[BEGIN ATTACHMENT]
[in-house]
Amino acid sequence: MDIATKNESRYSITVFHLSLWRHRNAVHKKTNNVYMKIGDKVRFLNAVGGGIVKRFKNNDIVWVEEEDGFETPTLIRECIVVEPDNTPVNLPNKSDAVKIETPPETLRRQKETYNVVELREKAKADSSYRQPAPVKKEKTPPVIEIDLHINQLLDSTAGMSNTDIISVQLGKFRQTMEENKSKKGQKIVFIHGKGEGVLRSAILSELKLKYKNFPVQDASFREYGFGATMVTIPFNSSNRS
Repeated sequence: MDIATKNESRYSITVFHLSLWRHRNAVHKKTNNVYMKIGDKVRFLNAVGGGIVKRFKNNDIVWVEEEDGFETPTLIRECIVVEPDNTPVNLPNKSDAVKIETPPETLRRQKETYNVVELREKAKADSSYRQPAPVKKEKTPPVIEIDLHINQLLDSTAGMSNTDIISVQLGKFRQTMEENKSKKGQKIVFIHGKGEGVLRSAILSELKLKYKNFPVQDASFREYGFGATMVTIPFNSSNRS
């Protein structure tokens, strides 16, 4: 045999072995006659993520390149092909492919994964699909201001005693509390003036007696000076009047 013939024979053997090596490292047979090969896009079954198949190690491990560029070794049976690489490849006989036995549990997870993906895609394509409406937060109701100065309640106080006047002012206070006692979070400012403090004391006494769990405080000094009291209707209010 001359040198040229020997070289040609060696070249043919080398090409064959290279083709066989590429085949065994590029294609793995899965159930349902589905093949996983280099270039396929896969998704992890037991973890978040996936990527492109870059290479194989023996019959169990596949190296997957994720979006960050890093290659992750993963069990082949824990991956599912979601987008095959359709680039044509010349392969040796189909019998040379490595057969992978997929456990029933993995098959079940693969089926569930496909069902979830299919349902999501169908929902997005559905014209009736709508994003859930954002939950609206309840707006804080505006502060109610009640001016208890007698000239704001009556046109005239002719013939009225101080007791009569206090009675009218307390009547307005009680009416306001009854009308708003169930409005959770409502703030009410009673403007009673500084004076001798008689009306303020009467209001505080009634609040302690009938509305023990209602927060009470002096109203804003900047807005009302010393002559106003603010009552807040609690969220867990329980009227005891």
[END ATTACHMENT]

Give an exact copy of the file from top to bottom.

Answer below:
[in-house]
Amino acid sequence: MDIATKNESRYSITVFHLSLWRHRNAVHKKTNNVYMKIGDKVRFLNAVGGGIVKRFKNNDIVWVEEEDGFETPTLIRECIVVEPDNTPVNLPNKSDAVKIETPPETLRRQKETYNVVELREKAKADSSYRQPAPVKKEKTPPVIEIDLHINQLLDSTAGMSNTDIISVQLGKFRQTMEENKSKKGQKIVFIHGKGEGVLRSAILSELKLKYKNFPVQDASFREYGFGATMVTIPFNSSNRS
Repeated sequence: MDIATKNESRYSITVFHLSLWRHRNAVHKKTNNVYMKIGDKVRFLNAVGGGIVKRFKNNDIVWVEEEDGFETPTLIRECIVVEPDNTPVNLPNKSDAVKIETPPETLRRQKETYNVVELREKAKADSSYRQPAPVKKEKTPPVIEIDLHINQLLDSTAGMSNTDIISVQLGKFRQTMEENKSKKGQKIVFIHGKGEGVLRSAILSELKLKYKNFPVQDASFREYGFGATMVTIPFNSSNRS
């Protein structure tokens, strides 16, 4: 045999072995006659993520390149092909492919994964699909201001005693509390003036007696000076009047 013939024979053997090596490292047979090969896009079954198949190690491990560029070794049976690489490849006989036995549990997870993906895609394509409406937060109701100065309640106080006047002012206070006692979070400012403090004391006494769990405080000094009291209707209010 001359040198040229020997070289040609060696070249043919080398090409064959290279083709066989590429085949065994590029294609793995899965159930349902589905093949996983280099270039396929896969998704992890037991973890978040996936990527492109870059290479194989023996019959169990596949190296997957994720979006960050890093290659992750993963069990082949824990991956599912979601987008095959359709680039044509010349392969040796189909019998040379490595057969992978997929456990029933993995098959079940693969089926569930496909069902979830299919349902999501169908929902997005559905014209009736709508994003859930954002939950609206309840707006804080505006502060109610009640001016208890007698000239704001009556046109005239002719013939009225101080007791009569206090009675009218307390009547307005009680009416306001009854009308708003169930409005959770409502703030009410009673403007009673500084004076001798008689009306303020009467209001505080009634609040302690009938509305023990209602927060009470002096109203804003900047807005009302010393002559106003603010009552807040609690969220867990329980009227005891």